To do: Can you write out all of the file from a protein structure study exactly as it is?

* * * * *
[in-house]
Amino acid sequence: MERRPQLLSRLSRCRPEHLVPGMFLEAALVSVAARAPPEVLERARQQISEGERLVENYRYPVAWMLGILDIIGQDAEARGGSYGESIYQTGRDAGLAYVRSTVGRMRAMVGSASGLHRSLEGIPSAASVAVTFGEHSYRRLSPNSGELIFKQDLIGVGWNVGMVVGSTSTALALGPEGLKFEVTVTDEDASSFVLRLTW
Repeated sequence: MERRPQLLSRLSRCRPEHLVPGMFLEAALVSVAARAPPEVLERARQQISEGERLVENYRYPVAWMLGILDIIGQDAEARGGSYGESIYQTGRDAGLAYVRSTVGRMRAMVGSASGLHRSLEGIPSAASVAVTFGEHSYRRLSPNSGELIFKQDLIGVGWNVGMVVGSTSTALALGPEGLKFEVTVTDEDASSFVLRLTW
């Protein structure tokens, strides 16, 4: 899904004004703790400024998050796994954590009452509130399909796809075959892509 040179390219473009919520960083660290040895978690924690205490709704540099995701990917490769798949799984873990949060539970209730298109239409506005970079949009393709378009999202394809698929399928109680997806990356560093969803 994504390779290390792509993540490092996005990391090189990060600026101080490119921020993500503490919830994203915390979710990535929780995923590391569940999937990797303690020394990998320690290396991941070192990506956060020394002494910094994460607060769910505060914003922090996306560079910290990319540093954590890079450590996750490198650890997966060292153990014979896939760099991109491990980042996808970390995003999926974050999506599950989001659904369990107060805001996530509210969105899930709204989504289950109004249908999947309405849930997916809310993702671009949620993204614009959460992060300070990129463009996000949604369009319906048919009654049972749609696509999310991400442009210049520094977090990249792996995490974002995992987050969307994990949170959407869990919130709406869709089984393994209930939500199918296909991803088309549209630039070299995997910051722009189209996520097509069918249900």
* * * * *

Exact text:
[in-house]
Amino acid sequence: MERRPQLLSRLSRCRPEHLVPGMFLEAALVSVAARAPPEVLERARQQISEGERLVENYRYPVAWMLGILDIIGQDAEARGGSYGESIYQTGRDAGLAYVRSTVGRMRAMVGSASGLHRSLEGIPSAASVAVTFGEHSYRRLSPNSGELIFKQDLIGVGWNVGMVVGSTSTALALGPEGLKFEVTVTDEDASSFVLRLTW
Repeated sequence: MERRPQLLSRLSRCRPEHLVPGMFLEAALVSVAARAPPEVLERARQQISEGERLVENYRYPVAWMLGILDIIGQDAEARGGSYGESIYQTGRDAGLAYVRSTVGRMRAMVGSASGLHRSLEGIPSAASVAVTFGEHSYRRLSPNSGELIFKQDLIGVGWNVGMVVGSTSTALALGPEGLKFEVTVTDEDASSFVLRLTW
């Protein structure tokens, strides 16, 4: 899904004004703790400024998050796994954590009452509130399909796809075959892509 040179390219473009919520960083660290040895978690924690205490709704540099995701990917490769798949799984873990949060539970209730298109239409506005970079949009393709378009999202394809698929399928109680997806990356560093969803 994504390779290390792509993540490092996005990391090189990060600026101080490119921020993500503490919830994203915390979710990535929780995923590391569940999937990797303690020394990998320690290396991941070192990506956060020394002494910094994460607060769910505060914003922090996306560079910290990319540093954590890079450590996750490198650890997966060292153990014979896939760099991109491990980042996808970390995003999926974050999506599950989001659904369990107060805001996530509210969105899930709204989504289950109004249908999947309405849930997916809310993702671009949620993204614009959460992060300070990129463009996000949604369009319906048919009654049972749609696509999310991400442009210049520094977090990249792996995490974002995992987050969307994990949170959407869990919130709406869709089984393994209930939500199918296909991803088309549209630039070299995997910051722009189209996520097509069918249900």